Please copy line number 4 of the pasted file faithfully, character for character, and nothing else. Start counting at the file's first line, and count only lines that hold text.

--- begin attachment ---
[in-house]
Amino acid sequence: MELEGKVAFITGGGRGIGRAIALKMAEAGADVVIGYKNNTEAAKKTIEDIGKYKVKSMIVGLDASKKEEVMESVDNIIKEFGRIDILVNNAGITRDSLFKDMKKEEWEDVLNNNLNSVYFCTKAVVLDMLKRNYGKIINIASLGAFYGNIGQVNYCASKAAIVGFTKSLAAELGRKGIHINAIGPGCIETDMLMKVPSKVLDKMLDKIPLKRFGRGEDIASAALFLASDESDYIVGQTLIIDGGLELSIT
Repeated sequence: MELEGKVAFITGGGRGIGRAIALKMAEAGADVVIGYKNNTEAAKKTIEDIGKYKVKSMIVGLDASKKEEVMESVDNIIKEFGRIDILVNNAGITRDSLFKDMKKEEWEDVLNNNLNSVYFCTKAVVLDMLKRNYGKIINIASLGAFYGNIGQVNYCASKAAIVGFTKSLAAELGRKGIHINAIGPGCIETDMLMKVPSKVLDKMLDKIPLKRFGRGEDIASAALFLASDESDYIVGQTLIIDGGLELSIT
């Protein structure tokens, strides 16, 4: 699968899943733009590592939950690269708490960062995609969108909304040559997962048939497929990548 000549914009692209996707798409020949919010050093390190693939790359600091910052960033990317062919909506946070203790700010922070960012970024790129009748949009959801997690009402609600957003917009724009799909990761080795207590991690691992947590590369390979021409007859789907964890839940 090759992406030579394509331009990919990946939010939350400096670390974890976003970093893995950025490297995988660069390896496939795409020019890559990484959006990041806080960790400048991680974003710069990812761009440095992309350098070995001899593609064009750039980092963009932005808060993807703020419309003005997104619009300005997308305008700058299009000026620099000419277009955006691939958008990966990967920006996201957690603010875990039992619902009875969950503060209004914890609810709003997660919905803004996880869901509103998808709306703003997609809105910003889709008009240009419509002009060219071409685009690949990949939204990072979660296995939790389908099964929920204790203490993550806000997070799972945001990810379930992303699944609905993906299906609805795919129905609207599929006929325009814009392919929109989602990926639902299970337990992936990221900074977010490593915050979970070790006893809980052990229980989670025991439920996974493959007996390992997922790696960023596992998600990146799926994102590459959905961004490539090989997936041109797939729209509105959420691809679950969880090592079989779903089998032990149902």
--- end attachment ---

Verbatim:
């Protein structure tokens, strides 16, 4: 699968899943733009590592939950690269708490960062995609969108909304040559997962048939497929990548 000549914009692209996707798409020949919010050093390190693939790359600091910052960033990317062919909506946070203790700010922070960012970024790129009748949009959801997690009402609600957003917009724009799909990761080795207590991690691992947590590369390979021409007859789907964890839940 090759992406030579394509331009990919990946939010939350400096670390974890976003970093893995950025490297995988660069390896496939795409020019890559990484959006990041806080960790400048991680974003710069990812761009440095992309350098070995001899593609064009750039980092963009932005808060993807703020419309003005997104619009300005997308305008700058299009000026620099000419277009955006691939958008990966990967920006996201957690603010875990039992619902009875969950503060209004914890609810709003997660919905803004996880869901509103998808709306703003997609809105910003889709008009240009419509002009060219071409685009690949990949939204990072979660296995939790389908099964929920204790203490993550806000997070799972945001990810379930992303699944609905993906299906609805795919129905609207599929006929325009814009392919929109989602990926639902299970337990992936990221900074977010490593915050979970070790006893809980052990229980989670025991439920996974493959007996390992997922790696960023596992998600990146799926994102590459959905961004490539090989997936041109797939729209509105959420691809679950969880090592079989779903089998032990149902």